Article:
Receiving a call over the radio, the Marine listens to the coordinates and makes the necessary calculations. He relays the order to the howitzer team who then fires the weapon, taking out the target, and ending the training for the day.
Republic of the Philippines Marines and Army forces and U.S. Marines with the 13th Marine Expeditionary Force conducted firing training with the M101 105mm towed howitzer Sept. 18-21 at Crow Valley Range Complex, Camp O’Donnell, Capas, Tarlac, Republic of the Philippines during Amphibious Landing Exercise 14.
PHIBLEX 14 is a bilateral training exercise designed to demonstrate the commitment of the United States and Republic of the Philippines to mutual security, and ensures the readiness of a bilateral force able to rapidly respond to regional humanitarian crises.
During the training, the Marines practiced advanced party operation, which allows scouts to establish a position for the main body of the group to arrive; reconnaissance selection, which clears the area and marks the position to establish the weapons; occupying a firing position by constructing a center of operations and establishing perimeter security; and preparing to fire and engaging the target with the howitzer.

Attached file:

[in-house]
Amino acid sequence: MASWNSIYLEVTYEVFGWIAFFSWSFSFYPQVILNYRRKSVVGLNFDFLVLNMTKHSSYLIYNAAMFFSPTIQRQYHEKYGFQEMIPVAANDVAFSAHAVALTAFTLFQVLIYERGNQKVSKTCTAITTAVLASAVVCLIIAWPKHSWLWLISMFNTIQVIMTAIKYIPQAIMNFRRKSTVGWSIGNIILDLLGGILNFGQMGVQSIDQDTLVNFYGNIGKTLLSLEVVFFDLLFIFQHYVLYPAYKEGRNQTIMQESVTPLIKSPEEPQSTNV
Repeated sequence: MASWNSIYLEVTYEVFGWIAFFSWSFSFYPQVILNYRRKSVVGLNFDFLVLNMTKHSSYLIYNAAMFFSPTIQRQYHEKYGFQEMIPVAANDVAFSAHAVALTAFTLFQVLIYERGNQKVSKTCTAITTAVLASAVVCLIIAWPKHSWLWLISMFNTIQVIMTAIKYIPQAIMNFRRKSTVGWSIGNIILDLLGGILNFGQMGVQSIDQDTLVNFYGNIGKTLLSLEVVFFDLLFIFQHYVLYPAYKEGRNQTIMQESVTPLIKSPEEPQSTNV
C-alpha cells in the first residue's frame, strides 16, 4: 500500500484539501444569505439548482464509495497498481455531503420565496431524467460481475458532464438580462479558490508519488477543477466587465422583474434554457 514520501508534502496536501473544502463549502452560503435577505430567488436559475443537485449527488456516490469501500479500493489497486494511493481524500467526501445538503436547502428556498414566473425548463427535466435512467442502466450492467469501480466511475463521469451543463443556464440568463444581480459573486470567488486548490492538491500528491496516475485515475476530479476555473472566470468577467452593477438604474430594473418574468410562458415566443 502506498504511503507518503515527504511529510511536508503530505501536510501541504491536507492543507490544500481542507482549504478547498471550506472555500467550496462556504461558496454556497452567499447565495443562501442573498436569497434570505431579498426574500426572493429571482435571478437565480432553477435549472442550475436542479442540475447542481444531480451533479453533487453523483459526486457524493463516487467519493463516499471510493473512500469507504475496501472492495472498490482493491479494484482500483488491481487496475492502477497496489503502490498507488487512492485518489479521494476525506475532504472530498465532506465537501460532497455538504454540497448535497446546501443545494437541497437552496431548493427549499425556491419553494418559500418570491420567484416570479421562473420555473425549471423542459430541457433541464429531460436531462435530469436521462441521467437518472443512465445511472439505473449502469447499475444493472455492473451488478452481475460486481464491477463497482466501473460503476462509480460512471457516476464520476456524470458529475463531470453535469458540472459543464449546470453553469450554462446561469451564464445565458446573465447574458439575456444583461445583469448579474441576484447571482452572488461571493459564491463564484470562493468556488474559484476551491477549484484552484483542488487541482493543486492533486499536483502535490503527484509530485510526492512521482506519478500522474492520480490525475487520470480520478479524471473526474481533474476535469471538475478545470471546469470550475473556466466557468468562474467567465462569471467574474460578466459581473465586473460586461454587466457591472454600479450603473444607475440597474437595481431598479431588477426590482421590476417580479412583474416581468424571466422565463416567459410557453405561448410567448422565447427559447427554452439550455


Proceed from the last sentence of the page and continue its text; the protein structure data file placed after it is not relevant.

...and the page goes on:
The mission of artillery is to support the infantry, according to 1st Lt. Jeff M. Lyon, an artillery officer with Battalion Landing Team 1st Battalion, 4th Marine Regiment, 13th MEU. Lives depend on the accuracy of their fire.
“If we are not accurate, it could mean the target survives and has another opportunity to (harm our combined forces),” said Lyon. “That’s why we take great pride in what we do and train constantly to maintain efficiency and accuracy.”
Training together with the Philippine Marines and Army builds not only efficiency and teamwork, it offers both sides the opportunity to learn from each other and add more knowledge and experiences to their own arsenal, according to Staff Sgt. Joshua L. Summers, a field artillery operations man with the unit.
“We’re building bridges between our forces and theirs,” said Summers. “When we share our tactics we’re learning to work together efficiently, and we also learn to better appreciate the effort that goes into putting a round down range. In the end, both of our forces came out faster, smarter and more accurate because of what we did here.”